Year 6: This is where Libby resides now. She’s working on re-evaluating messaging, prospect experience (their software is free for prospects), more onboarding improvements, and specific support initiatives for longer-term customers. There will probably be a lot of measurement this fall to set up the 2018 plan. (Amazing to think we’ve reached the part of the year where everyone is doing the ’18 strategic planning.)
“We get feelings that something isn’t right…”
… that’s when it’s time to invest and test/iterate. As the user base and platform has changed, they needed to make sure they heard more from the user community. This idea of only getting “intonations” when something is wrong led to the revamp of the customer journey map and some other processes, such as onboarding.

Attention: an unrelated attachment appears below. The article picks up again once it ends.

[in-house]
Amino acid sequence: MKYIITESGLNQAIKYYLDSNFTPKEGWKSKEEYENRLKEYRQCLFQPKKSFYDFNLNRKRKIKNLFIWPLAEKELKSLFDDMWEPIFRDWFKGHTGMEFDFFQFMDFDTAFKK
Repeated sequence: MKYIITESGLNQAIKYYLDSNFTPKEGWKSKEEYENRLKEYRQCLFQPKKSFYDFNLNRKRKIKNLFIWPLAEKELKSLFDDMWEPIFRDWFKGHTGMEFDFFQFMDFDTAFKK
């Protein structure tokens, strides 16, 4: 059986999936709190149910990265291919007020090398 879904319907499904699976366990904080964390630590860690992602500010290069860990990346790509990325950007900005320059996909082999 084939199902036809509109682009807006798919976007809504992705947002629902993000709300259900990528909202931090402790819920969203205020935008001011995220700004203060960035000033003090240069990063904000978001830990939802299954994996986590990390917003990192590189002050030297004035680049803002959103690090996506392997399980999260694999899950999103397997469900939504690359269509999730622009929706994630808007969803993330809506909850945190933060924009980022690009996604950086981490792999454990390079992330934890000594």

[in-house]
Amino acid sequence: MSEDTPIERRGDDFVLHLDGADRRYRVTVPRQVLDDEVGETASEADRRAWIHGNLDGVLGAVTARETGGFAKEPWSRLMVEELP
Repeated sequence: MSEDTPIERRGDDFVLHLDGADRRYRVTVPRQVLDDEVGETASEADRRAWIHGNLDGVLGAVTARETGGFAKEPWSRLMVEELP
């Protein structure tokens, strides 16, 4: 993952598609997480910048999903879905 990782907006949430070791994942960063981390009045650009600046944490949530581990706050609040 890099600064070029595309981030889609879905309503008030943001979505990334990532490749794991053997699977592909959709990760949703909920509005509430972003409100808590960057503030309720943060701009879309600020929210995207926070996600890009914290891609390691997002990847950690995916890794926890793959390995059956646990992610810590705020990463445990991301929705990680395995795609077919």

The Pay It Forward Question
“What do you know NOW that you wish you knew THEN?”
- It takes a team: This isn’t individual work. There may be one person at the top of the team/hierarchy, but it all comes from team.
- Don’t say “customer experience belongs to everyone:” It creates diffusion of responsibility and no one does anything. It should belong to every team, but each team/silo needs to know what their deliverables are in relation to customer experience.
- Don’t be afraid to be a change agent: Don’t be afraid to break the habits and processes that existed beforehand. After all, sometimes change isn’t as hard as we think if someone is just willing to take the lead on it.